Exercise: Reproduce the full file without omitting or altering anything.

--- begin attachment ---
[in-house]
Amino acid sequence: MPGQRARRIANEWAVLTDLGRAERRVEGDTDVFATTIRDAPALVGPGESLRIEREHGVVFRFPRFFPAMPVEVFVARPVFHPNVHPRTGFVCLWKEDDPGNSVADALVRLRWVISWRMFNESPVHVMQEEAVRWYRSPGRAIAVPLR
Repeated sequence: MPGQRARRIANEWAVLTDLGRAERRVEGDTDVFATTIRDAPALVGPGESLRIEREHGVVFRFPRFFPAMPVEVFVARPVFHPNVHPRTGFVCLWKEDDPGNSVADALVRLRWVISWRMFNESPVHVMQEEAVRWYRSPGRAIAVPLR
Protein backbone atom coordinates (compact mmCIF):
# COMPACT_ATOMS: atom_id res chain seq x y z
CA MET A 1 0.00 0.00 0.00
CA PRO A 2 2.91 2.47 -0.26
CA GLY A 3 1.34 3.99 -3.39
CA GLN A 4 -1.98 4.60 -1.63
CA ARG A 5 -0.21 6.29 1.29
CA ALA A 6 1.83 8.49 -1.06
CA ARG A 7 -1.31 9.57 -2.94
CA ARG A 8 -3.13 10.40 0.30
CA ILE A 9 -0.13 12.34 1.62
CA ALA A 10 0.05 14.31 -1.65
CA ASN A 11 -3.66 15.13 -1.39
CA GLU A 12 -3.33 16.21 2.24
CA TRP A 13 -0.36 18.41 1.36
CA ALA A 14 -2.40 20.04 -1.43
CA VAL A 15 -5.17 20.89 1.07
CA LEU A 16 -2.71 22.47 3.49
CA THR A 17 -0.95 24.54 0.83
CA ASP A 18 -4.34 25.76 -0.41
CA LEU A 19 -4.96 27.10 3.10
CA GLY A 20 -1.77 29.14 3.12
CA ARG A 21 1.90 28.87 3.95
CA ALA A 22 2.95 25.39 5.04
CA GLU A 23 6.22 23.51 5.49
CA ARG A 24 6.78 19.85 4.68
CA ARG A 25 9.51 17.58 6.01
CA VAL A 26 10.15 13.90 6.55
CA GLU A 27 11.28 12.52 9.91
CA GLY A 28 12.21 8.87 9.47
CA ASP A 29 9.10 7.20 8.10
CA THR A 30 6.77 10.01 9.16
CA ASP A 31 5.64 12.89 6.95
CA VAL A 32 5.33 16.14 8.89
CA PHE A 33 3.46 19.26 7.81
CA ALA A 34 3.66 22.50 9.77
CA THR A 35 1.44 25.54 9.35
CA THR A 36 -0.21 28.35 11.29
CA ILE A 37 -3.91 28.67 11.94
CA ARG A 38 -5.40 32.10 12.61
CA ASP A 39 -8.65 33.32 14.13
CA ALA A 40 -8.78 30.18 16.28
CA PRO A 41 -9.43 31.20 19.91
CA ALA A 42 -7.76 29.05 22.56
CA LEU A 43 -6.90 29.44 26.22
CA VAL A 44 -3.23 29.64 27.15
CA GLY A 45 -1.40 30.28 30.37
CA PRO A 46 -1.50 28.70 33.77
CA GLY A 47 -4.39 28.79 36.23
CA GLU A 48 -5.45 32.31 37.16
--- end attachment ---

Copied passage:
[in-house]
Amino acid sequence: MPGQRARRIANEWAVLTDLGRAERRVEGDTDVFATTIRDAPALVGPGESLRIEREHGVVFRFPRFFPAMPVEVFVARPVFHPNVHPRTGFVCLWKEDDPGNSVADALVRLRWVISWRMFNESPVHVMQEEAVRWYRSPGRAIAVPLR
Repeated sequence: MPGQRARRIANEWAVLTDLGRAERRVEGDTDVFATTIRDAPALVGPGESLRIEREHGVVFRFPRFFPAMPVEVFVARPVFHPNVHPRTGFVCLWKEDDPGNSVADALVRLRWVISWRMFNESPVHVMQEEAVRWYRSPGRAIAVPLR
Protein backbone atom coordinates (compact mmCIF):
# COMPACT_ATOMS: atom_id res chain seq x y z
CA MET A 1 0.00 0.00 0.00
CA PRO A 2 2.91 2.47 -0.26
CA GLY A 3 1.34 3.99 -3.39
CA GLN A 4 -1.98 4.60 -1.63
CA ARG A 5 -0.21 6.29 1.29
CA ALA A 6 1.83 8.49 -1.06
CA ARG A 7 -1.31 9.57 -2.94
CA ARG A 8 -3.13 10.40 0.30
CA ILE A 9 -0.13 12.34 1.62
CA ALA A 10 0.05 14.31 -1.65
CA ASN A 11 -3.66 15.13 -1.39
CA GLU A 12 -3.33 16.21 2.24
CA TRP A 13 -0.36 18.41 1.36
CA ALA A 14 -2.40 20.04 -1.43
CA VAL A 15 -5.17 20.89 1.07
CA LEU A 16 -2.71 22.47 3.49
CA THR A 17 -0.95 24.54 0.83
CA ASP A 18 -4.34 25.76 -0.41
CA LEU A 19 -4.96 27.10 3.10
CA GLY A 20 -1.77 29.14 3.12
CA ARG A 21 1.90 28.87 3.95
CA ALA A 22 2.95 25.39 5.04
CA GLU A 23 6.22 23.51 5.49
CA ARG A 24 6.78 19.85 4.68
CA ARG A 25 9.51 17.58 6.01
CA VAL A 26 10.15 13.90 6.55
CA GLU A 27 11.28 12.52 9.91
CA GLY A 28 12.21 8.87 9.47
CA ASP A 29 9.10 7.20 8.10
CA THR A 30 6.77 10.01 9.16
CA ASP A 31 5.64 12.89 6.95
CA VAL A 32 5.33 16.14 8.89
CA PHE A 33 3.46 19.26 7.81
CA ALA A 34 3.66 22.50 9.77
CA THR A 35 1.44 25.54 9.35
CA THR A 36 -0.21 28.35 11.29
CA ILE A 37 -3.91 28.67 11.94
CA ARG A 38 -5.40 32.10 12.61
CA ASP A 39 -8.65 33.32 14.13
CA ALA A 40 -8.78 30.18 16.28
CA PRO A 41 -9.43 31.20 19.91
CA ALA A 42 -7.76 29.05 22.56
CA LEU A 43 -6.90 29.44 26.22
CA VAL A 44 -3.23 29.64 27.15
CA GLY A 45 -1.40 30.28 30.37
CA PRO A 46 -1.50 28.70 33.77
CA GLY A 47 -4.39 28.79 36.23
CA GLU A 48 -5.45 32.31 37.16